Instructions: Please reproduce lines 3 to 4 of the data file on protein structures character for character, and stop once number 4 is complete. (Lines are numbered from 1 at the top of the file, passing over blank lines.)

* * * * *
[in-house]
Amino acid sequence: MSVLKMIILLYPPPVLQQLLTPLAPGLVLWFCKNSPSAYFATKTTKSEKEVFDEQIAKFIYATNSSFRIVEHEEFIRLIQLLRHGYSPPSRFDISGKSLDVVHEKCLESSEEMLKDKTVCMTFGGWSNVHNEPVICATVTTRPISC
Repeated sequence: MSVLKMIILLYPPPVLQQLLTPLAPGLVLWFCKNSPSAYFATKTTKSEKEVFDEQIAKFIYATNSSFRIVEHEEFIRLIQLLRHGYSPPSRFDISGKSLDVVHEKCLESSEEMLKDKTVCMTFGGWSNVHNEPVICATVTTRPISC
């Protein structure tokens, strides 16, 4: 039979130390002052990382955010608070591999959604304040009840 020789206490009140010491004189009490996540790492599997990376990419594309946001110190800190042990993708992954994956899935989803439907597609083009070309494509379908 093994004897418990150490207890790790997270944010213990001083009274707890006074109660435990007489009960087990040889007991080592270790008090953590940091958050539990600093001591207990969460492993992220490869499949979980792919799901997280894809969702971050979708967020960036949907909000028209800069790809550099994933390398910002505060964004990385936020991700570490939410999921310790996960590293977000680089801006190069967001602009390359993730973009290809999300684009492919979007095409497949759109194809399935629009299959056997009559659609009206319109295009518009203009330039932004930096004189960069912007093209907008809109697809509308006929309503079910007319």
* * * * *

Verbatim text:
Repeated sequence: MSVLKMIILLYPPPVLQQLLTPLAPGLVLWFCKNSPSAYFATKTTKSEKEVFDEQIAKFIYATNSSFRIVEHEEFIRLIQLLRHGYSPPSRFDISGKSLDVVHEKCLESSEEMLKDKTVCMTFGGWSNVHNEPVICATVTTRPISC
């Protein structure tokens, strides 16, 4: 039979130390002052990382955010608070591999959604304040009840 020789206490009140010491004189009490996540790492599997990376990419594309946001110190800190042990993708992954994956899935989803439907597609083009070309494509379908 093994004897418990150490207890790790997270944010213990001083009274707890006074109660435990007489009960087990040889007991080592270790008090953590940091958050539990600093001591207990969460492993992220490869499949979980792919799901997280894809969702971050979708967020960036949907909000028209800069790809550099994933390398910002505060964004990385936020991700570490939410999921310790996960590293977000680089801006190069967001602009390359993730973009290809999300684009492919979007095409497949759109194809399935629009299959056997009559659609009206319109295009518009203009330039932004930096004189960069912007093209907008809109697809509308006929309503079910007319």